‘Punishment Park’ at 50: A Disturbingly Relevant Social Thriller

Image courtesy of popoptiq.com

It can be a strangely comforting feeling when you relate to an old film. It’s as if you find a real connection to people who have gone before, in a way that suggests human nature hasn’t changed and we’re not alone in our feelings. In the case of Punishment Park, which this year saw its 50th anniversary, human nature very much hasn’t changed—and it’s terrifying. Peter Watkins’ 1971 pseudo-documentary feels devastatingly current in its examination of police brutality against peaceful protestors and the totalitarian course that the West appears to be charting. Rewatching it today, it’s impossible not to draw parallels between the violence on screen and the violence in our streets. 

In the film, the titular “Park” is presented as a disturbing alternative to prison. Criminals are given the choice between spending up to 20 years behind bars for what effectively amount to ‘thought crimes’ (such as sympathy towards the civil rights movement, or allegiance with the burgeoning feminist wave) or avoiding prison altogether—but only if they can survive three days in Punishment Park, a vast expanse of arid desert in California. Pursuing them is a mix of National Guard members and trainee police officers, who hunt them with a combined sense of duty and glee. If the prisoners reach the American flag at the end, they’re free. If they’re caught, they serve their time in prison. It’s obvious what that really means when the guards arrive armed to the teeth, not with pepper spray but with pump-action shotguns—“not to disperse, not to wound, to kill.”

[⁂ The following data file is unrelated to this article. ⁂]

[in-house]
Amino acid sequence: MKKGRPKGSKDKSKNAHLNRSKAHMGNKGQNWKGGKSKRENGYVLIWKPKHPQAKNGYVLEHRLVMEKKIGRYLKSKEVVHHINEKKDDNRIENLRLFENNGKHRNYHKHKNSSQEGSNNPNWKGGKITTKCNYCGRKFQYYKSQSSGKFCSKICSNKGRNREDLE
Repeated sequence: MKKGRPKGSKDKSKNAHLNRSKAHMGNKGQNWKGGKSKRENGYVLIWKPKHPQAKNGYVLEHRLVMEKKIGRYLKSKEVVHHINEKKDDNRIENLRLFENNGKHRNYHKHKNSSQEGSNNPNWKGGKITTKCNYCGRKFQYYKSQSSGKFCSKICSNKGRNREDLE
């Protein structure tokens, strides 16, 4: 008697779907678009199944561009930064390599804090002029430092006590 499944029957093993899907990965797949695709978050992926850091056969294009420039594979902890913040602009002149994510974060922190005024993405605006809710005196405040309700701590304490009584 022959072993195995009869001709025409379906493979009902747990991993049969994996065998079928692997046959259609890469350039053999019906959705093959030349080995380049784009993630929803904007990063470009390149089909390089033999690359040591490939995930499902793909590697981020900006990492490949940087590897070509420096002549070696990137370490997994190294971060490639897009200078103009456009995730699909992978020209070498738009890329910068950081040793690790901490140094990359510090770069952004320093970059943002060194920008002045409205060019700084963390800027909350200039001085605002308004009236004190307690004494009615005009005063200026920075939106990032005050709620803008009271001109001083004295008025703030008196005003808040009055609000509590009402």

The narrative cuts back and forth between the prisoners on the run across Punishment Park, and the next wave of defendants standing before an emergency tribunal. Posing as a fictional documentary-maker, Watkins interviews both the guards and prisoners as they navigate the hell of the desert. Scenes weren’t rehearsed and the characters’ perspectives were often just the spontaneous thoughts of the cast themselves, most of whom were non-actors. Years later, Watkins remarked that some of the guards were played by role-players who embellished their characters, and others by actual police officers. As they justify murder and brutality to the camera, it’s scarily unclear who’s who. 

Watching Punishment Park now, in the aftermath of the Black Lives Matter protests last June—and, more recently, the harrowing scenes from the #KillTheBill protests in Bristol—makes for tough viewing. The film’s most iconic scene, of a cop aiming a gun at a cowering prisoner, once worked as a gut-punch visual metaphor. Today, it feels snatched from the headlines. One of the prisoners refers to the police in a poetic turn of phrase as the “street-cleaners of public conscience,” but what gives the film its power is that Watkins never dehumanises either side. The most haunting image is of a fresh-faced, barely eighteen-year-old guard trying to both reckon with and defend his potential involvement in the shooting of a prisoner. It’s a comment on the Vietnam War’s corruption of America’s youth, but in the young man’s face is the most painfully etched expression of innocence lost. It is instantly recognisable—the sight of two young lives ruined in a single moment.